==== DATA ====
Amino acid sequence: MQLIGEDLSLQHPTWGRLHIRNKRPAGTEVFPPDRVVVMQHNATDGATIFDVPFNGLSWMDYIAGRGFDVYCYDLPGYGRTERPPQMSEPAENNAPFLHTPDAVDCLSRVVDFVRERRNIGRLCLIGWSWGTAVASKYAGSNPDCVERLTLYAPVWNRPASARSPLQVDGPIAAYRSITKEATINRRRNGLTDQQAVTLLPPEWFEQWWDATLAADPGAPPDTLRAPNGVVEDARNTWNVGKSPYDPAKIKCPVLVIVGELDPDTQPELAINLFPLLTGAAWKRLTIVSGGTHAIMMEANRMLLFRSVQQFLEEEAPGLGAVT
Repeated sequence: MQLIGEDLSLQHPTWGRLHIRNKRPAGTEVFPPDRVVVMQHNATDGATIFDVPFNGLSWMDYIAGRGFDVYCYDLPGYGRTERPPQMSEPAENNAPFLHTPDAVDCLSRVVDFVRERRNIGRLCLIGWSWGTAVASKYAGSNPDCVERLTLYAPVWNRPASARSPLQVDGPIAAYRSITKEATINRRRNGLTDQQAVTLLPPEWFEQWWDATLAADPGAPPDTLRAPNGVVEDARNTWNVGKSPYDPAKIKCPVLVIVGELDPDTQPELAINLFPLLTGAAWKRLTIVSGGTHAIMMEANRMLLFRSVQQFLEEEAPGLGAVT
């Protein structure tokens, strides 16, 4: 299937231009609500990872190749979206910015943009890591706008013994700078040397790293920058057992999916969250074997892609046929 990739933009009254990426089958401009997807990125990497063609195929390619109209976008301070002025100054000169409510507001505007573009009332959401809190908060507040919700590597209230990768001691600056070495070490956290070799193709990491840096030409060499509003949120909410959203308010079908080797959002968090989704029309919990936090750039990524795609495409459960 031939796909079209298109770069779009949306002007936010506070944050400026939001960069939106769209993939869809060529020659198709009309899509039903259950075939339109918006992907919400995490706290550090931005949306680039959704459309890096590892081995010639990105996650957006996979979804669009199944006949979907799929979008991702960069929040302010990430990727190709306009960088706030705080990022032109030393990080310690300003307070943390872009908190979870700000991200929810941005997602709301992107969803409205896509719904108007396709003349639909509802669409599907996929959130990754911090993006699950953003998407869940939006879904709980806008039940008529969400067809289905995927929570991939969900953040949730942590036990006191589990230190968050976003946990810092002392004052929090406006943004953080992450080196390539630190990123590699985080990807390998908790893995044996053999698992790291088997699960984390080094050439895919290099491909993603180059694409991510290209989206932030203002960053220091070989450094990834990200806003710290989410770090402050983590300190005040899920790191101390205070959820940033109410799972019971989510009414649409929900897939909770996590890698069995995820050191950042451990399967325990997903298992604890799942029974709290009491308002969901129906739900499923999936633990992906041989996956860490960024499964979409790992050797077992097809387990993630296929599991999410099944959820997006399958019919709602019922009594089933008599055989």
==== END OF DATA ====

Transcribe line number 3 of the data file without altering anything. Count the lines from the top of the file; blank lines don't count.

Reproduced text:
């Protein structure tokens, strides 16, 4: 299937231009609500990872190749979206910015943009890591706008013994700078040397790293920058057992999916969250074997892609046929 990739933009009254990426089958401009997807990125990497063609195929390619109209976008301070002025100054000169409510507001505007573009009332959401809190908060507040919700590597209230990768001691600056070495070490956290070799193709990491840096030409060499509003949120909410959203308010079908080797959002968090989704029309919990936090750039990524795609495409459960 031939796909079209298109770069779009949306002007936010506070944050400026939001960069939106769209993939869809060529020659198709009309899509039903259950075939339109918006992907919400995490706290550090931005949306680039959704459309890096590892081995010639990105996650957006996979979804669009199944006949979907799929979008991702960069929040302010990430990727190709306009960088706030705080990022032109030393990080310690300003307070943390872009908190979870700000991200929810941005997602709301992107969803409205896509719904108007396709003349639909509802669409599907996929959130990754911090993006699950953003998407869940939006879904709980806008039940008529969400067809289905995927929570991939969900953040949730942590036990006191589990230190968050976003946990810092002392004052929090406006943004953080992450080196390539630190990123590699985080990807390998908790893995044996053999698992790291088997699960984390080094050439895919290099491909993603180059694409991510290209989206932030203002960053220091070989450094990834990200806003710290989410770090402050983590300190005040899920790191101390205070959820940033109410799972019971989510009414649409929900897939909770996590890698069995995820050191950042451990399967325990997903298992604890799942029974709290009491308002969901129906739900499923999936633990992906041989996956860490960024499964979409790992050797077992097809387990993630296929599991999410099944959820997006399958019919709602019922009594089933008599055989």